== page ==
After my team breakfast this morning, I took an Audi Q5 crossover SUV for a test drive and made arrangements to buy a new one the dealer had in stock. I will pick it up on Tuesday.
The Eight Schools Association (Andover, Choate, Deerfield, Exeter, Hotchkiss, Lawrenceville, Northfield Mt. Hermon, and St. Paul's) is a group I've dealt with quite a bit in my role as athletic director. So it was nice to spend most of today at Hotchkiss School with fellow teachers of English from most of the member schools, discussing teaching and literature. Of particular interest to me was the round table session on Shakespeare in the classroom.
Since we have an informal long weekend break with no classes scheduled tomorrow, I am escaping into Manhattan for the day. I am in the middle of a One Day University program, sitting through a half-dozen presentations by college professors (and former New York governor Mario Cuomo) on such diverse topics as the U.S. Supreme Court, psychology, creative writing, and Abraham Lincoln and the Emancipation Proclamation. Pretty fascinating stuff.
I caught The Social Network this evening and it is a very entertaining movie. The premise is how Facebook was started as a Harvard-only network and expanded into the global tech behemoth the company now is. But the Aaron Sorkin script has whip-smart dialogue and all sorts of intrigue about the relations between the Harvard students who had roles in the creation. Highly recommended.
The first time he played in the Japan Open, Rafa Nadal notched another tournament win--his seventh of the year--after fending off match points in the semifinal round and dispatching Gael Monfils in today's championship match. This part of the year, the fall indoor swing, used to be the weak segment of the season for the Spaniard. No more!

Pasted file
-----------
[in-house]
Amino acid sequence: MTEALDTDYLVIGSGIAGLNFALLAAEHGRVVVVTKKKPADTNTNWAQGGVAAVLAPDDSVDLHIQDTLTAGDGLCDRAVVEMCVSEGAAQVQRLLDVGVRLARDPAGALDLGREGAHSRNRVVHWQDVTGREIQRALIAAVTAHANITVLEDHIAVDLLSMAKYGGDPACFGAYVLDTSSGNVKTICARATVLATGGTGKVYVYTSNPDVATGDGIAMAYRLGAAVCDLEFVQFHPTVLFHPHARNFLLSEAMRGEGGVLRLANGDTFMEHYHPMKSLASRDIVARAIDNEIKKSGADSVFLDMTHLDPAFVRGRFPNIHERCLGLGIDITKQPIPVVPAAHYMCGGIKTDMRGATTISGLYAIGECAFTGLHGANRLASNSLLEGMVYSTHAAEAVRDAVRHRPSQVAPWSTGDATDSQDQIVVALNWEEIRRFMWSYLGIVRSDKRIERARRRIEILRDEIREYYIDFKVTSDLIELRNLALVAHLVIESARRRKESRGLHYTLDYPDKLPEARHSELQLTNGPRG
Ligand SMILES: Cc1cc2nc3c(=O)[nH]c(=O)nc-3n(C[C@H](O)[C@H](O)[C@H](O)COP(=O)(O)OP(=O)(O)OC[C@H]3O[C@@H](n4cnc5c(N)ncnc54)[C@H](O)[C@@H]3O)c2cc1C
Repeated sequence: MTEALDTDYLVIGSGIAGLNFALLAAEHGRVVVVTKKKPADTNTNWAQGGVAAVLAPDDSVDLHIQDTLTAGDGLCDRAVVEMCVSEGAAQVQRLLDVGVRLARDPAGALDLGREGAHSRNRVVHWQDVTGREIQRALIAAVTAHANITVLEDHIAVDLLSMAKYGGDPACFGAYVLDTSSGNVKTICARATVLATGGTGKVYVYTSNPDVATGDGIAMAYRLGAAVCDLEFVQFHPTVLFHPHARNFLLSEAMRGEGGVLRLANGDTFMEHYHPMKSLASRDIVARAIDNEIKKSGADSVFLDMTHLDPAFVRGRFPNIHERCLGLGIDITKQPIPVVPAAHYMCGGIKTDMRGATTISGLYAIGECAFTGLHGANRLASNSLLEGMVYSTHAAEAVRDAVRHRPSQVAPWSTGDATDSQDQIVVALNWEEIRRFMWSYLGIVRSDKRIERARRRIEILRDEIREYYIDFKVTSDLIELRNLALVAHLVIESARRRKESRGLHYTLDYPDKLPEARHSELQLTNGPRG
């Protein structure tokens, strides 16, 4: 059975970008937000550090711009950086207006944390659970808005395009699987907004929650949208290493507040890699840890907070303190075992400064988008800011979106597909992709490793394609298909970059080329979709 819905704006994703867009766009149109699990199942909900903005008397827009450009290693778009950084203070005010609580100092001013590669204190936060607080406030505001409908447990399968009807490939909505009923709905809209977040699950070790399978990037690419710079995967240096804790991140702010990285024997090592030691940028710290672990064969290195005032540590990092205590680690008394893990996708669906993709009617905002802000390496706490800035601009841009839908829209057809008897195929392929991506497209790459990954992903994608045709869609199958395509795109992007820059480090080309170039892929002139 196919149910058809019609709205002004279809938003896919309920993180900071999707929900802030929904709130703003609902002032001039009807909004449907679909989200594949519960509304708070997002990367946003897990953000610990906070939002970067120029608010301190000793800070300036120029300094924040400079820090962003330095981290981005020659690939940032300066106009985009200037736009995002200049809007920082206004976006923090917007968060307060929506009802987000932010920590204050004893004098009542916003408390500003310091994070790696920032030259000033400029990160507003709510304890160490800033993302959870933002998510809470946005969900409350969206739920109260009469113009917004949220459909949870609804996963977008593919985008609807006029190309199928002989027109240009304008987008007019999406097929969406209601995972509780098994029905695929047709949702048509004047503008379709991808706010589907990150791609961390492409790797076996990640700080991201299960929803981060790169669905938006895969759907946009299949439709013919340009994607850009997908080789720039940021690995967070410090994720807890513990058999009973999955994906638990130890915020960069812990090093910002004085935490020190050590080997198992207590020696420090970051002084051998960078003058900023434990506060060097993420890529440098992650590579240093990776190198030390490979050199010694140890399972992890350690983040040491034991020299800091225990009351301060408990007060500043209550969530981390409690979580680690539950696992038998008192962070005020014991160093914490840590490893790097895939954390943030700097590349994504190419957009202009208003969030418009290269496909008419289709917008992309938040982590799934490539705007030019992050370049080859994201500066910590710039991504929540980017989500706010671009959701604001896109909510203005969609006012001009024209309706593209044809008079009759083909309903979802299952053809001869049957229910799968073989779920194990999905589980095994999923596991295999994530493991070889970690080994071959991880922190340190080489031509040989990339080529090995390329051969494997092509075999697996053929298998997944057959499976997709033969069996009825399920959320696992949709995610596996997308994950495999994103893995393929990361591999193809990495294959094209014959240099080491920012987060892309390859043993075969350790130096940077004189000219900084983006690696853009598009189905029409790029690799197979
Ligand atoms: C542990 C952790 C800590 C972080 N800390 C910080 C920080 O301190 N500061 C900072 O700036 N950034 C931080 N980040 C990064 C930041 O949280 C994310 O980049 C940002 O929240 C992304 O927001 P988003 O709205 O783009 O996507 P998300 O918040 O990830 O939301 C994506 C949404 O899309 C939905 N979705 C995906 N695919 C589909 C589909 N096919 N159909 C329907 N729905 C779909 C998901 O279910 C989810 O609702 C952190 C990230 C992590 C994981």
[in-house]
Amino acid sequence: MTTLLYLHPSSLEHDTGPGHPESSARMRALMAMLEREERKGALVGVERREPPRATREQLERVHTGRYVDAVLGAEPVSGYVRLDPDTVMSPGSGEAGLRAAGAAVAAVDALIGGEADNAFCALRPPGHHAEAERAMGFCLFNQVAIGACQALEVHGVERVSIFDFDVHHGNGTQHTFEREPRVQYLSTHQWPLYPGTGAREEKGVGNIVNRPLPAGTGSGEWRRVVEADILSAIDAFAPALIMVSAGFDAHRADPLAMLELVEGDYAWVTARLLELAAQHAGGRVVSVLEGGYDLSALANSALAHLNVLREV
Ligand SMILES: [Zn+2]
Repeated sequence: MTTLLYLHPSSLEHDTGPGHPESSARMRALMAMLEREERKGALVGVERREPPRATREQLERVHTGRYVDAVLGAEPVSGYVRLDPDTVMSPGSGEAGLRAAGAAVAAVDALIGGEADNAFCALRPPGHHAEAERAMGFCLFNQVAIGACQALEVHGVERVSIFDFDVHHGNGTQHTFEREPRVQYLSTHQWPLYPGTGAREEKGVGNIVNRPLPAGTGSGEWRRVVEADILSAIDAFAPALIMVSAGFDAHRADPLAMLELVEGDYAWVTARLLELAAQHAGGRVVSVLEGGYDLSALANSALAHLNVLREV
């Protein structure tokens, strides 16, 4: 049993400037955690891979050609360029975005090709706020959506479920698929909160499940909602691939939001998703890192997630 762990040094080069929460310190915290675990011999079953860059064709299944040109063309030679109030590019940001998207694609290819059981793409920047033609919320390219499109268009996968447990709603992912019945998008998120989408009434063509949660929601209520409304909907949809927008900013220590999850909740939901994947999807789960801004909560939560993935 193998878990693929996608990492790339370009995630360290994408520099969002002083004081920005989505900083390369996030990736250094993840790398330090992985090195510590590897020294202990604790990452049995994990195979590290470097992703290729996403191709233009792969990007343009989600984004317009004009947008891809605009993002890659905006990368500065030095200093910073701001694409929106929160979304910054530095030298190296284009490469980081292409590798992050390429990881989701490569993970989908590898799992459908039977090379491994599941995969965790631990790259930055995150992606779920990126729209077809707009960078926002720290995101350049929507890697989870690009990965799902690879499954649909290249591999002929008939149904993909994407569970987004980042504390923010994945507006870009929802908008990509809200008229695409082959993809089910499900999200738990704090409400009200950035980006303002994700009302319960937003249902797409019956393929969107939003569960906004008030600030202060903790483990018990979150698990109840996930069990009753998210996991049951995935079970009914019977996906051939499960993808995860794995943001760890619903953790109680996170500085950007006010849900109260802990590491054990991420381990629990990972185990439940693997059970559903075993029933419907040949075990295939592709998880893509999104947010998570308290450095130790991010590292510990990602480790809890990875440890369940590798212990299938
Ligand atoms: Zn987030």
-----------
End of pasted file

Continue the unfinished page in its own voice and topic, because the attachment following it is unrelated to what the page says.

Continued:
Booked tickets for my post-Christmas vacation travel today. I will be heading to London, Paris, and Morocco and celebrating New Year on the Champs-Élysées! I am planning to see a performance in the beautiful Palais Garnier--the older of the two opera houses in Paris--on December 27 and Hamlet at the National Theatre in London on January 1.
Tonight I had a hand in the dedication ceremonies for Shanahan Field, named for our school's headmaster, now in the final months of a 20-year tenure at Choate. The complex is a double-sized artificial turf facility with lights for night games. The evening's festivities included games under the lights for four varsity teams--field hockey, football, and boys' and girls' soccer--on the newly christened field and another nearby grass field.
I am loving the Sirius Satellite Radio service that is integrated into my Audi's music system. A channel that just plays Bruce Springsteen? Another for Elvis? And Sinatra? Two all-NPR stations? One channel for Broadway shows? All the talk radio and sports channels you can think of (even an all-golf channel--which is kind of odd for a sport I don't associate with radio)? Pretty amazing. Favorite channel so far is #14: Classic Vinyl.